You will be notified if you need to attend an appointment at a visa application centre or UK Visa and Citizenship Application Services (UKVCAS) service point.
You will typically not be required to have an appointment if you successfully verify your identity via the smartphone application and have a passport or ID card with a biometric chip.
How much does it cost to get a Frontier Worker permit?
There is no fee when applying for the permit and you will not have to pay the immigration health surcharge. However, you may have to pay a fee of £19.20 to provide the Home Office with your biometric information, such as photographs or fingerprints, or to reuse previously provided information.
How long does a Frontier Worker permit last for?
Your Frontier Worker permit would last for 5 years, or 2 years if you apply with ‘retained’ status.
How do I renew my Frontier Worker permit?
You will need to prove that you continued to meet the eligibility requirements over the period of time since your last application when renewing your permit.
If you are not working (employed or self-employed) or temporarily unable to work when applying to renew your Frontier Worker permit, you may still be eligible to apply for a 2-year permit as an individual with ‘retained’ status, provided you meet the requirements.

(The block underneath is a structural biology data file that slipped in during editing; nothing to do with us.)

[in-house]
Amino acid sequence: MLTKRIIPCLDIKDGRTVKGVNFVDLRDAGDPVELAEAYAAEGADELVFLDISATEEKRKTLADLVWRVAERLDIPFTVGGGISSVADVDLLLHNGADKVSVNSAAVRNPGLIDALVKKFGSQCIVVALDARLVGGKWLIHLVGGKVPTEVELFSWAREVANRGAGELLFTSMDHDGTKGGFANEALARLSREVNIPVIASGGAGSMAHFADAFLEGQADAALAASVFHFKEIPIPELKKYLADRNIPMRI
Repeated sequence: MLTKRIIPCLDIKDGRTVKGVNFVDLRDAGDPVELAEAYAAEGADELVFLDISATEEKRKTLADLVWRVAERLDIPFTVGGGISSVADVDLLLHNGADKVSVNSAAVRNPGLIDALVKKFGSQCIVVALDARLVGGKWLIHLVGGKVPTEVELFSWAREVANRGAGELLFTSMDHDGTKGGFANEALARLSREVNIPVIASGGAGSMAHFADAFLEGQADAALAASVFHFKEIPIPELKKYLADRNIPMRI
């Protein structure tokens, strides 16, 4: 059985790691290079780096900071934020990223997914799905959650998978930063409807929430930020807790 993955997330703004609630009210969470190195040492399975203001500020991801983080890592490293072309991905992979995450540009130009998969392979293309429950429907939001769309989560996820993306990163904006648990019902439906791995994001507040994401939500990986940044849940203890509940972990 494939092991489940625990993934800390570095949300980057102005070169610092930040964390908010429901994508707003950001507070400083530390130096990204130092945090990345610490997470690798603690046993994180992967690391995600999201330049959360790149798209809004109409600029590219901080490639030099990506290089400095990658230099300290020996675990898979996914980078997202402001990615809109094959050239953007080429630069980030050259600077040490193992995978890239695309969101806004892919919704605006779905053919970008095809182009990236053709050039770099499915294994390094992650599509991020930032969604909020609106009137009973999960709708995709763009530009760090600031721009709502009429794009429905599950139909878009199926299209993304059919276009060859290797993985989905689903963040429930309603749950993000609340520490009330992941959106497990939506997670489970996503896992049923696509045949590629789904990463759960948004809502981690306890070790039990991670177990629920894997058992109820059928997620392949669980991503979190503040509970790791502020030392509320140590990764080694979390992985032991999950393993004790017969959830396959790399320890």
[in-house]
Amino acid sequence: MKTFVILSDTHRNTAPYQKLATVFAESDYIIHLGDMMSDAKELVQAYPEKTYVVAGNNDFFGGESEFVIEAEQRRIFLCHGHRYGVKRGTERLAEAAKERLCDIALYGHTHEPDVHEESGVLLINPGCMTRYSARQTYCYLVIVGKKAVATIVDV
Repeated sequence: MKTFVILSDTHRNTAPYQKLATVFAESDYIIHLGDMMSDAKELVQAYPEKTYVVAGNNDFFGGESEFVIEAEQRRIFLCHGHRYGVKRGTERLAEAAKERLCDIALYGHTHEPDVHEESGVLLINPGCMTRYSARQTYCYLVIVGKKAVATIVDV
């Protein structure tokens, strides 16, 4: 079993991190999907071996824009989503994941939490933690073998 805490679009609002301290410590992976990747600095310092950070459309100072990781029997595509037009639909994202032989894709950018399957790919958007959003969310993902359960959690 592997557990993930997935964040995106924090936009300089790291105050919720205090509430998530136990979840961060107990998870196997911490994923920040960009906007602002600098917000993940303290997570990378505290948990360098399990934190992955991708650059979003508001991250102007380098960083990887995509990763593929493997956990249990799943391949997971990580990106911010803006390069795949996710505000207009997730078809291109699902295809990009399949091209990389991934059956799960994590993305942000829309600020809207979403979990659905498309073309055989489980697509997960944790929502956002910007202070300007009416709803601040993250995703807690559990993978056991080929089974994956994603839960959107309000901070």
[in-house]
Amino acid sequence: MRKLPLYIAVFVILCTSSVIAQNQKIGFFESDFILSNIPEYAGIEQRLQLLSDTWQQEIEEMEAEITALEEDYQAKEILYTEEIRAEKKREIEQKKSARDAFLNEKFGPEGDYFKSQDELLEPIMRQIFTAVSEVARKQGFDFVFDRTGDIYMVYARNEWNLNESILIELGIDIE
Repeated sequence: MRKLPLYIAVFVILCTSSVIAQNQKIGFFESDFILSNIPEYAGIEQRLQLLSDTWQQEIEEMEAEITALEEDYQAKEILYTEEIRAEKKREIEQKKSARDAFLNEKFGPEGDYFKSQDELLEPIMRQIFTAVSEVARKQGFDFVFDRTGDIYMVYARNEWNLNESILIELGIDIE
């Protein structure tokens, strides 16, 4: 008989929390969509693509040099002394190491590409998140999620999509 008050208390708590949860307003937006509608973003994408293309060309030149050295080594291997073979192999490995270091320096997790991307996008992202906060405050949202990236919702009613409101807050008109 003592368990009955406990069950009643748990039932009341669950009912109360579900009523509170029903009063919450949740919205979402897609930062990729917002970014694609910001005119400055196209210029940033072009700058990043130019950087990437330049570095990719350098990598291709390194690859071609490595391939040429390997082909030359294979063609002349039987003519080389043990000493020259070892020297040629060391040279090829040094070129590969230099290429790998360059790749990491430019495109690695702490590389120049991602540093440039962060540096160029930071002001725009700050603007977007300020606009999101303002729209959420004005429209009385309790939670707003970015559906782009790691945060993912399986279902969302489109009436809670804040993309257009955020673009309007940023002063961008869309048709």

How long will it take to receive my permit?
Your Frontier Worker permit should arrive within 10 days of receiving a decision from the Home Office regarding your application. You should also receive an email containing information about your permit.
What documents are required when applying for a Frontier Worker permit?
You will need a valid passport or national identity card to prove your identity during your application. The documentation you will be required to submit would depend on whether you are employed or self-employed, including:
- Employment contracts, or contracts to work in the UK
- Payslips, or copies of invoices for work carried out in the UK.
If you are applying with ‘retained’ status, you will need to provide further evidence supporting the criteria you meet. This includes letters from your doctor if you have an illness or proof of recent job applications if you are unemployed and looking for work.
What is Retained Frontier Worker status?
If you had to stop working due to an accident, illness, unemployment, vocational training, pregnancy or childbirth, you may be eligible for ‘retained’ status. You will be able to keep your permit for 2 years despite being unemployed.
In light of the COVID-19 pandemic, you may also be eligible for ‘retained’ status if you are unable to come to the UK and work because of pandemic restrictions.
Can I settle in the UK on a Frontier Worker status?
The Frontier Worker permit does not lead to settlement in the UK as it only constitutes a right of admission to the UK, not granting you leave to enter or remain. Family members are also not covered by the Frontier Worker permit.
If you wish to settle in the UK, you will need Indefinite Leave to Remain.
Woodcock Law hosted an informative online webinar series dealing with hot topics in UK immigration.